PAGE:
Museum of Science, Boston

Sad seeds

How do children recognize sadness and anger?

For adults, sadness and anger are two different emotions. This study investigates children's understanding of the differences between sadness and anger.

In one part of this study, we show children (ages 2-3) photographs of different facial expressions, including some faces that are expressing Anger, Sadness, Happiness, or other emotions. Then we ask them what emotion they see: For example, “Is the person sad?”, or “Are they angry?” In another part of the study, we tell children brief stories about events that are associated with different emotions. For example, children may hear a story like: “Alice wanted to play outside but it was raining.” The stories might describe either events that could cause particular emotions (e.g., not being able to play outside), or behaviors that are consequences of those emotions (e.g., crying or yelling). After each story, some children will be asked if the person in the story is sad; others will be asked if she is angry. We want to know if it is easier for children to recognize sadness and anger from people’s facial expressions, or from the events or actions in the stories.

This research will help us understand how children begin to categorize different emotions and the situations that cause them.

Learn about other research related to Children's Understanding of Emotion.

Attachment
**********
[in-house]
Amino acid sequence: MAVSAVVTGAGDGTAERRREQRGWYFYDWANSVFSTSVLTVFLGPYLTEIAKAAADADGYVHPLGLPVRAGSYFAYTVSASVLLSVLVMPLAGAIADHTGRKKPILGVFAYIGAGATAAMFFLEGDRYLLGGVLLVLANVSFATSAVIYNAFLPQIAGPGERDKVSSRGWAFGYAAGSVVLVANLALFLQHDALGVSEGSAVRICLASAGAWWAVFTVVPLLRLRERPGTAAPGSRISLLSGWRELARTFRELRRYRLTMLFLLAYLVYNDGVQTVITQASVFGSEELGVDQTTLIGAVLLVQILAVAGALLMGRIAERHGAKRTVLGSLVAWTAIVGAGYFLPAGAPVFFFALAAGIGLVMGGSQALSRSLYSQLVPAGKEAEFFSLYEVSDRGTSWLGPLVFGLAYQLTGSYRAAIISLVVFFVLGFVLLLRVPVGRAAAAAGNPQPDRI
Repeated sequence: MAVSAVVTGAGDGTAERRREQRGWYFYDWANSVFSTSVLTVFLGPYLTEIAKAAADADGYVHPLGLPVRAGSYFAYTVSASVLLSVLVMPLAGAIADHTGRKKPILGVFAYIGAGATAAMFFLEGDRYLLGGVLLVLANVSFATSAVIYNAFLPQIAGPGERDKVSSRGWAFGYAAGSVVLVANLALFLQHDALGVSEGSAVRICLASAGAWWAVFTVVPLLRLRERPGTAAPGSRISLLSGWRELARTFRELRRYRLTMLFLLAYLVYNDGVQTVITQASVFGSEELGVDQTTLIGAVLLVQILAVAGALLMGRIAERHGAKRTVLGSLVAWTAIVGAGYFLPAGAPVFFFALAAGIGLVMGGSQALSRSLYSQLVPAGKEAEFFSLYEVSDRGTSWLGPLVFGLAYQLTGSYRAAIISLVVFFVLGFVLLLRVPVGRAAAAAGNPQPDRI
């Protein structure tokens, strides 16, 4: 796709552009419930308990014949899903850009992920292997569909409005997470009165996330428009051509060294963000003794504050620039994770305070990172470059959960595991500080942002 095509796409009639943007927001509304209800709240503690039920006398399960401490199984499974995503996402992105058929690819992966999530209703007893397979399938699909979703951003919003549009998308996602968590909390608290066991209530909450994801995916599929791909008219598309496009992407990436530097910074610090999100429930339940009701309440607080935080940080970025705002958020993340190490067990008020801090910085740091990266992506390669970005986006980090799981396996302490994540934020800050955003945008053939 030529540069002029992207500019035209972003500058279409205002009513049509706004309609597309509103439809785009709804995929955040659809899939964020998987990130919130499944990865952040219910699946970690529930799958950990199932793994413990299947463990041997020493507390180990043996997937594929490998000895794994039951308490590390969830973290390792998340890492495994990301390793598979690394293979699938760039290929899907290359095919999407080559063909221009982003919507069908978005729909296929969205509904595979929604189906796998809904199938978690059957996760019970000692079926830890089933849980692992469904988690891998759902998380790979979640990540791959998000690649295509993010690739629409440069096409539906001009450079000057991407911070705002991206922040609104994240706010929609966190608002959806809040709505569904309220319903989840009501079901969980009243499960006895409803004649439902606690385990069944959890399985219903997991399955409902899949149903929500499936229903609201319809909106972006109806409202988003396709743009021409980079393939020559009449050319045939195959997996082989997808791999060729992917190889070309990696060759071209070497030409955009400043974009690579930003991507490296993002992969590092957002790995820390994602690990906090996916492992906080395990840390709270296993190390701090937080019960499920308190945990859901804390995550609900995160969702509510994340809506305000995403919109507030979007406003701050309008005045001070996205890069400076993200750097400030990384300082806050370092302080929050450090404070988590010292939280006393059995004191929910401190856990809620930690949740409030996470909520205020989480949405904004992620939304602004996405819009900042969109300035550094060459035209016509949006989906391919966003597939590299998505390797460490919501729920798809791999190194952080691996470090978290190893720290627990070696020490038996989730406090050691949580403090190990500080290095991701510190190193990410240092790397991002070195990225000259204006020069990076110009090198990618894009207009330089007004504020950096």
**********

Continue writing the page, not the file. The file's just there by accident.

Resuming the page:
This research is conducted by the Emotion Development Lab at Boston College

Try it at the Museum

Emotion causes and effects

Many situations can cause different emotions, and there are many ways of expressing how you feel. How many different emotions does your child express during your visit in the Discovery Center? Are they surprised one moment, confused another moment, and happy the next? Does the way your child express his or her emotions change depending on who they are interacting with (e.g. a family member, a museum volunteer, or another child), or depending on the situation (e.g. in a crowded exhibit versus a one-on-one situation)?

Try it at Home

What makes you mad?

Think of a time when you were very angry: What made you so mad, and what did you do? Did everyone around you know that you were angry? Now think of a time that you were happy. What made you happy and how did you act? People might not always know how you are feeling, but often your face or your body language gives it away! How else can you express your emotions?

Emotion detectives

Try watching TV with the sound off and try to guess what the actors are feeling. Does your child’s guess match yours? Try watching the actors’ faces, their body language, and the other people around them. What gives you the most helpful information about how the character is feeling? Do you need to use a lot of clues at the same time to figure it out?